So, I don’t know, that’s kind of my spiel on Joss Whedon. Like I said, I could go on and on about how freaking awesome he is, but I’ll spare you; I’ve done enough fanboying.**

I’ll fade out with a reading suggestion: one of my favorite Joss Whedon stories is actually a comic, and not of the Buffy/Angel or Firefly continuation (although those are awesome). He did a run on the Astonishing X-Men series some years back, and it’s one of my favorite things. Period. Whedon tells a great story, even with characters who aren’t his own (as has been made abundantly clear with his work on the Avengers sequence). So, if you like comics—or even if you don’t—you should totally check out Whedon’s work there.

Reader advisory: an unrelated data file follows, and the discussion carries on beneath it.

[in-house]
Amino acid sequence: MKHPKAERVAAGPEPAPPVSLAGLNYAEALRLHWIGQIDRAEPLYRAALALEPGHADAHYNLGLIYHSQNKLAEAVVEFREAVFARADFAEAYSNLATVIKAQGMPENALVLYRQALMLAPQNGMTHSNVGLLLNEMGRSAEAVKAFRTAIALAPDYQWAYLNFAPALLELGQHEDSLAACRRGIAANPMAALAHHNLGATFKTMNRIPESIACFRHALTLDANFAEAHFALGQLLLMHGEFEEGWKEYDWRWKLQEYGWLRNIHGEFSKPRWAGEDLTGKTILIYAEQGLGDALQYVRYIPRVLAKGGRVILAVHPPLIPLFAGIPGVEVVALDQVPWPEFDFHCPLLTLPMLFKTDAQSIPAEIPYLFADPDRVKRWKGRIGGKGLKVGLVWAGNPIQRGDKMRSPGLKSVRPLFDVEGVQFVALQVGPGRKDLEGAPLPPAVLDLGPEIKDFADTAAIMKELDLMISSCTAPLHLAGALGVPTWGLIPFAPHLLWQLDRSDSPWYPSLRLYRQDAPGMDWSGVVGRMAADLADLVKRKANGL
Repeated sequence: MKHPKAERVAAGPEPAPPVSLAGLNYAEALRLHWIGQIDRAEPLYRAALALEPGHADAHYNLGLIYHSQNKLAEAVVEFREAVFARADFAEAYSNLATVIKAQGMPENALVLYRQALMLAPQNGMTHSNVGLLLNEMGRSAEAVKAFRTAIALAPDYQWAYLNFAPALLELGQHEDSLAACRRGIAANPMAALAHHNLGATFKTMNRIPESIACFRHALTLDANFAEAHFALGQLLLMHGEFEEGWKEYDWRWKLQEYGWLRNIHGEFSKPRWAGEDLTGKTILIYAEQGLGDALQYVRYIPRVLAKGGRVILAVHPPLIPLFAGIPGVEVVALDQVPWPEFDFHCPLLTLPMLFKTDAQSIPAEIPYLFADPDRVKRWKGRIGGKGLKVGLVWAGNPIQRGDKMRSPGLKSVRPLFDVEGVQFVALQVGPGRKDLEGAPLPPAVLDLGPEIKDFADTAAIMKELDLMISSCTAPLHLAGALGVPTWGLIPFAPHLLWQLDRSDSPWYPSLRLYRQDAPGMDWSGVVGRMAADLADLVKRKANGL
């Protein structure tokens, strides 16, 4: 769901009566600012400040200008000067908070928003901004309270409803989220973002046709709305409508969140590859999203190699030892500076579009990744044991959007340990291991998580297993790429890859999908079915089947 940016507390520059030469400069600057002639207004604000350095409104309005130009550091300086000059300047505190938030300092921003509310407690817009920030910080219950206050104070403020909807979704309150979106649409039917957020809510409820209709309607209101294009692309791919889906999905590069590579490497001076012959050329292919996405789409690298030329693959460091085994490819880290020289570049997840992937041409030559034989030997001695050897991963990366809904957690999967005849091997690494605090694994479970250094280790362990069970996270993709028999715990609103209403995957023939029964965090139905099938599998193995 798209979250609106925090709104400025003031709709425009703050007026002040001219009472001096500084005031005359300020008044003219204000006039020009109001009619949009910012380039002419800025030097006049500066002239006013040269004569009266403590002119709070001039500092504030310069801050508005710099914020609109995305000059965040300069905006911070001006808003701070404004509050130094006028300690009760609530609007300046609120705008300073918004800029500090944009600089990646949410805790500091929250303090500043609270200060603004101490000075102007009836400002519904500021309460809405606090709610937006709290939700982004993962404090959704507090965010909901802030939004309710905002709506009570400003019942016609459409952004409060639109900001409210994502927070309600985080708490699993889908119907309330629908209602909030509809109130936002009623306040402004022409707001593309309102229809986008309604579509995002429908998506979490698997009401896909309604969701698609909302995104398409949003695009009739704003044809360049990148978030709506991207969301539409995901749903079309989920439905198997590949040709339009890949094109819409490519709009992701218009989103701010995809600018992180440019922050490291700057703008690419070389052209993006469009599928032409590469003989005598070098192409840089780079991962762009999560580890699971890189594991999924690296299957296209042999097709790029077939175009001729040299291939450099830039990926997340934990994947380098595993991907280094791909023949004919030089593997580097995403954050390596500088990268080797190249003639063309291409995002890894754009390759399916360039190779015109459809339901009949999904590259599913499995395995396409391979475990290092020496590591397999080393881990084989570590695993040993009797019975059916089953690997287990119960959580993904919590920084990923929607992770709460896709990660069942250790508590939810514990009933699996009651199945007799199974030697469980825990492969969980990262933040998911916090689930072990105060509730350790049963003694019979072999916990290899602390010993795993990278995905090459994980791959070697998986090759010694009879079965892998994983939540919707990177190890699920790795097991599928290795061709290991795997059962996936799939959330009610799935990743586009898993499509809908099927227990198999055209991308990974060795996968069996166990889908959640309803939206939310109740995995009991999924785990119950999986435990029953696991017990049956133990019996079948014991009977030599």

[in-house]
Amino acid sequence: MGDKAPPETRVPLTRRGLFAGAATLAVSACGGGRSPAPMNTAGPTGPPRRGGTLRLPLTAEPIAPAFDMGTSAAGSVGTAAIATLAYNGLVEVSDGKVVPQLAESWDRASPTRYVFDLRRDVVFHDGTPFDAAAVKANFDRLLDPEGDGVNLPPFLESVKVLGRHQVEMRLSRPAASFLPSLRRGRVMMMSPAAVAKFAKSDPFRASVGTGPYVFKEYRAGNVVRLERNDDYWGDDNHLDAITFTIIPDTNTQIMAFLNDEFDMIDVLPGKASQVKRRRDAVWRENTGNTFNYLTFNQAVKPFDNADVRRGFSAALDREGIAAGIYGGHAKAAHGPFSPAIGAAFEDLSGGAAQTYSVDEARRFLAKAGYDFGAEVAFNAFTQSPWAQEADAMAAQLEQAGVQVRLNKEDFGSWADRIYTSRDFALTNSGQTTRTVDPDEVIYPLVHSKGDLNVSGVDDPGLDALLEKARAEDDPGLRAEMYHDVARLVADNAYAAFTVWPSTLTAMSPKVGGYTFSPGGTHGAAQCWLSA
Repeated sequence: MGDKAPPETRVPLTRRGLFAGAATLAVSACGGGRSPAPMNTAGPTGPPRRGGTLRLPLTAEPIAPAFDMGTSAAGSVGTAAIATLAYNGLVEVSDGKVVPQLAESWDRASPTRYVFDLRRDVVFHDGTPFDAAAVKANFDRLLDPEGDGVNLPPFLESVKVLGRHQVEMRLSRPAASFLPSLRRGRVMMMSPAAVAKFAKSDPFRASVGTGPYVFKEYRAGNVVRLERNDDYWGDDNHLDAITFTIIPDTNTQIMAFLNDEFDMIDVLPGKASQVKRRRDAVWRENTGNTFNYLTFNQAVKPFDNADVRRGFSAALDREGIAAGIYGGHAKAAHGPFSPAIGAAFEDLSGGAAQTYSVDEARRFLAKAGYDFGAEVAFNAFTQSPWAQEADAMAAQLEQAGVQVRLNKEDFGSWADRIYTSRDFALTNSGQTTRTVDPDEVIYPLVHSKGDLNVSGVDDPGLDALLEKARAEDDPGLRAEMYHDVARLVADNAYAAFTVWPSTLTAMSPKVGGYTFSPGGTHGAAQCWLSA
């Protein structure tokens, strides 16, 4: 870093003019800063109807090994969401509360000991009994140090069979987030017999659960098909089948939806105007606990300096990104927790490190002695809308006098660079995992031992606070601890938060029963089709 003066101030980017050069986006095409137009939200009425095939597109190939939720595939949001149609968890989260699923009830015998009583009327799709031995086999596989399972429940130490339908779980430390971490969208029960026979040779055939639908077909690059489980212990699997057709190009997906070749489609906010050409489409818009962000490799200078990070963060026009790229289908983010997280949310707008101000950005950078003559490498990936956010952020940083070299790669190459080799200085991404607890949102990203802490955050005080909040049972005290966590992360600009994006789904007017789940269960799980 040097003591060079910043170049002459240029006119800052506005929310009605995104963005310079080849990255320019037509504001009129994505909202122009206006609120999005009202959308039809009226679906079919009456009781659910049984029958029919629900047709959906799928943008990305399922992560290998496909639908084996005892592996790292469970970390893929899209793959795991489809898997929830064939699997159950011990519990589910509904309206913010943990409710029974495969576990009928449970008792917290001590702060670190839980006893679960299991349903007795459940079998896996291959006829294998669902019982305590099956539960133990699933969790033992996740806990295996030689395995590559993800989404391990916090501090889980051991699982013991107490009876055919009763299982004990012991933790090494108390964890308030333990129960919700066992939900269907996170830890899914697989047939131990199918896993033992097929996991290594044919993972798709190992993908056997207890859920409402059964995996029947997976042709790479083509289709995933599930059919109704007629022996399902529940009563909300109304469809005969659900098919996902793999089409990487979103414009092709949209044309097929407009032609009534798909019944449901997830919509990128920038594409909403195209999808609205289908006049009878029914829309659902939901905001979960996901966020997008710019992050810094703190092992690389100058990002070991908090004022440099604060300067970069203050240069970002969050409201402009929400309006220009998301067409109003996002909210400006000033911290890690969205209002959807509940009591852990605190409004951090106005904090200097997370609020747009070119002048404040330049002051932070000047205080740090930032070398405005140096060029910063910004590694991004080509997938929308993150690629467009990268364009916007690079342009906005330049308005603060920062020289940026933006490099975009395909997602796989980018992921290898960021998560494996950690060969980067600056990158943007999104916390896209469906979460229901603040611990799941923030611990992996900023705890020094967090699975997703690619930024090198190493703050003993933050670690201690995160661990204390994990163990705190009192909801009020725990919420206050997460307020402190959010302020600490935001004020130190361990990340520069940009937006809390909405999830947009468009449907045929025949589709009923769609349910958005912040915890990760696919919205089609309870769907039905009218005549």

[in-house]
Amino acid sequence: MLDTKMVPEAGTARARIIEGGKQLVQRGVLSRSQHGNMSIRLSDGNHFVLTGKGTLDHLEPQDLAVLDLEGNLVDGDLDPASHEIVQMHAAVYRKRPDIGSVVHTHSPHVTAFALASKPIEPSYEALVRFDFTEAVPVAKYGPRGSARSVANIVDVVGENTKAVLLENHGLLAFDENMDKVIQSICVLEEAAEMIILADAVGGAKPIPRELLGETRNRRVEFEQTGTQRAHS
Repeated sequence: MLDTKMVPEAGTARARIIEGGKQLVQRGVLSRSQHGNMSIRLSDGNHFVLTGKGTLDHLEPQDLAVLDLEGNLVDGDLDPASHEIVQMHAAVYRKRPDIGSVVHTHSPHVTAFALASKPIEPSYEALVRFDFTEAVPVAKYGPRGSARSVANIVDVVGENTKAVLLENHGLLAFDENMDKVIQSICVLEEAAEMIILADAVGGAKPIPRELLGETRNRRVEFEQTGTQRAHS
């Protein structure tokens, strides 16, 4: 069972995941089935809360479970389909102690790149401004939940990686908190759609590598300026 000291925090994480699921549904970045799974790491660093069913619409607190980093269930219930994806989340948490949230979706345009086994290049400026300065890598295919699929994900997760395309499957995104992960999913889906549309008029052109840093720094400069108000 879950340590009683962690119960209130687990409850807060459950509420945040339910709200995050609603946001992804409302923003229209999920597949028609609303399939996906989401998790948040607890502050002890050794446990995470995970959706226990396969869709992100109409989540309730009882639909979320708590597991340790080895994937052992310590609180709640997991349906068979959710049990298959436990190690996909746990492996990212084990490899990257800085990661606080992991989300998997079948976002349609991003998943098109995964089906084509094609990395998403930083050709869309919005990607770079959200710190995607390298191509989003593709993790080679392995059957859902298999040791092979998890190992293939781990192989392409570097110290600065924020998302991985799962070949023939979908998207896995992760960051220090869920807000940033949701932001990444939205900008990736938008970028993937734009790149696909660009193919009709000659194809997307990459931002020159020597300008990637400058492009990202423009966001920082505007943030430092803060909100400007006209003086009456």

Now, if you’ll excuse me, I’m going to go watch some Buffy, and I think you’ll hear more about that from me next week!

* Which is only one of many reasons why his recent rendition of Much Ado About Nothing is so absolutely fantastic.

** Although I will say, if you ever really want to get on my good side, and Joss Whedon happens to owe you a favor, the best thing in the world you could do is get me some kind of headshot photo of Joss Whedon, signed with something overly motivational, like “Believe in  your dreams, Chris! Love, Joss.” Yeah. That would be the best gift I could ever receive.